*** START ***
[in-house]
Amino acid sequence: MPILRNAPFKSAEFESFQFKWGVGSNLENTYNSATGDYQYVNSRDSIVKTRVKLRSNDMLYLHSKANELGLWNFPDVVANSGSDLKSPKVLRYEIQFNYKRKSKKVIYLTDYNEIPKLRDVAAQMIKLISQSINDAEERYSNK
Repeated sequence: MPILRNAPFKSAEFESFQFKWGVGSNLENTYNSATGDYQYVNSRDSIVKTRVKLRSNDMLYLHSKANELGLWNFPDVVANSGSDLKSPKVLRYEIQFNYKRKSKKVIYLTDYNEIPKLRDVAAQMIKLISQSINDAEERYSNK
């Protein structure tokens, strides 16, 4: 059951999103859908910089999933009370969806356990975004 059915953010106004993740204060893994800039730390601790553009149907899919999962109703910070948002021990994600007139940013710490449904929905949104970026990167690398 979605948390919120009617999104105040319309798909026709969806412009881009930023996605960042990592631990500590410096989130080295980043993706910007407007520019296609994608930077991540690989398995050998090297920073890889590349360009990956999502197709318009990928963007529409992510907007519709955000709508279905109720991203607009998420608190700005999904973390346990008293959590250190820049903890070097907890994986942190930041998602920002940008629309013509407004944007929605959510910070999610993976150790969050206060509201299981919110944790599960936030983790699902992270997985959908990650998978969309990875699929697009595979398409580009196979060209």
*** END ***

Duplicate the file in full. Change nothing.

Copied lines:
[in-house]
Amino acid sequence: MPILRNAPFKSAEFESFQFKWGVGSNLENTYNSATGDYQYVNSRDSIVKTRVKLRSNDMLYLHSKANELGLWNFPDVVANSGSDLKSPKVLRYEIQFNYKRKSKKVIYLTDYNEIPKLRDVAAQMIKLISQSINDAEERYSNK
Repeated sequence: MPILRNAPFKSAEFESFQFKWGVGSNLENTYNSATGDYQYVNSRDSIVKTRVKLRSNDMLYLHSKANELGLWNFPDVVANSGSDLKSPKVLRYEIQFNYKRKSKKVIYLTDYNEIPKLRDVAAQMIKLISQSINDAEERYSNK
């Protein structure tokens, strides 16, 4: 059951999103859908910089999933009370969806356990975004 059915953010106004993740204060893994800039730390601790553009149907899919999962109703910070948002021990994600007139940013710490449904929905949104970026990167690398 979605948390919120009617999104105040319309798909026709969806412009881009930023996605960042990592631990500590410096989130080295980043993706910007407007520019296609994608930077991540690989398995050998090297920073890889590349360009990956999502197709318009990928963007529409992510907007519709955000709508279905109720991203607009998420608190700005999904973390346990008293959590250190820049903890070097907890994986942190930041998602920002940008629309013509407004944007929605959510910070999610993976150790969050206060509201299981919110944790599960936030983790699902992270997985959908990650998978969309990875699929697009595979398409580009196979060209």